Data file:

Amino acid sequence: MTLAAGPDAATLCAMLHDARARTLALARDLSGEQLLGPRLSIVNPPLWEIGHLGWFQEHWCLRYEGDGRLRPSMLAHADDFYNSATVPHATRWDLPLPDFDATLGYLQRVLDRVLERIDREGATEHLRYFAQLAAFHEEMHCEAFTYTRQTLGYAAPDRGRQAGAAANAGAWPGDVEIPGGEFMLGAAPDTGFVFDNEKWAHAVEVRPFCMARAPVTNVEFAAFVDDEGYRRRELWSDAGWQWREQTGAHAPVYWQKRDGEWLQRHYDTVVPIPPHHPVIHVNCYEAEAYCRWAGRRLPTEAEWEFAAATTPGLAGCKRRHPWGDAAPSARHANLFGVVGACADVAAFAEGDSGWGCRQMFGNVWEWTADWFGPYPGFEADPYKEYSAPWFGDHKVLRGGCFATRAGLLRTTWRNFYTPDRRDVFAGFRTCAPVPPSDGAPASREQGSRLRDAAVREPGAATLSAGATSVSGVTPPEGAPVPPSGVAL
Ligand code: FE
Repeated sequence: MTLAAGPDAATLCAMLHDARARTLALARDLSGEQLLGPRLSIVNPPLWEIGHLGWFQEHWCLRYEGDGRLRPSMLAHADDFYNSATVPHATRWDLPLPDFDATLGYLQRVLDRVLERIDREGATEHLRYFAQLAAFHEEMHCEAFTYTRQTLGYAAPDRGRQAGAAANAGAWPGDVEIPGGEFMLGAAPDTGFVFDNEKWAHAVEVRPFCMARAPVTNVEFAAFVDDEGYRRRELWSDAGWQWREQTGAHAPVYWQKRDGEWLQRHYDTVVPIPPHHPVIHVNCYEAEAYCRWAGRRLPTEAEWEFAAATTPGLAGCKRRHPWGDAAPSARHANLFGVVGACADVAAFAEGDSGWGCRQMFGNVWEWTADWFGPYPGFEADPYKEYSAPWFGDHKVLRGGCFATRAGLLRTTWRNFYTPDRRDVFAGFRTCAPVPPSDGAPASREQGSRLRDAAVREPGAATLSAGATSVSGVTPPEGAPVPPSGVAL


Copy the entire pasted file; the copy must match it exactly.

Amino acid sequence: MTLAAGPDAATLCAMLHDARARTLALARDLSGEQLLGPRLSIVNPPLWEIGHLGWFQEHWCLRYEGDGRLRPSMLAHADDFYNSATVPHATRWDLPLPDFDATLGYLQRVLDRVLERIDREGATEHLRYFAQLAAFHEEMHCEAFTYTRQTLGYAAPDRGRQAGAAANAGAWPGDVEIPGGEFMLGAAPDTGFVFDNEKWAHAVEVRPFCMARAPVTNVEFAAFVDDEGYRRRELWSDAGWQWREQTGAHAPVYWQKRDGEWLQRHYDTVVPIPPHHPVIHVNCYEAEAYCRWAGRRLPTEAEWEFAAATTPGLAGCKRRHPWGDAAPSARHANLFGVVGACADVAAFAEGDSGWGCRQMFGNVWEWTADWFGPYPGFEADPYKEYSAPWFGDHKVLRGGCFATRAGLLRTTWRNFYTPDRRDVFAGFRTCAPVPPSDGAPASREQGSRLRDAAVREPGAATLSAGATSVSGVTPPEGAPVPPSGVAL
Ligand code: FE
Repeated sequence: MTLAAGPDAATLCAMLHDARARTLALARDLSGEQLLGPRLSIVNPPLWEIGHLGWFQEHWCLRYEGDGRLRPSMLAHADDFYNSATVPHATRWDLPLPDFDATLGYLQRVLDRVLERIDREGATEHLRYFAQLAAFHEEMHCEAFTYTRQTLGYAAPDRGRQAGAAANAGAWPGDVEIPGGEFMLGAAPDTGFVFDNEKWAHAVEVRPFCMARAPVTNVEFAAFVDDEGYRRRELWSDAGWQWREQTGAHAPVYWQKRDGEWLQRHYDTVVPIPPHHPVIHVNCYEAEAYCRWAGRRLPTEAEWEFAAATTPGLAGCKRRHPWGDAAPSARHANLFGVVGACADVAAFAEGDSGWGCRQMFGNVWEWTADWFGPYPGFEADPYKEYSAPWFGDHKVLRGGCFATRAGLLRTTWRNFYTPDRRDVFAGFRTCAPVPPSDGAPASREQGSRLRDAAVREPGAATLSAGATSVSGVTPPEGAPVPPSGVAL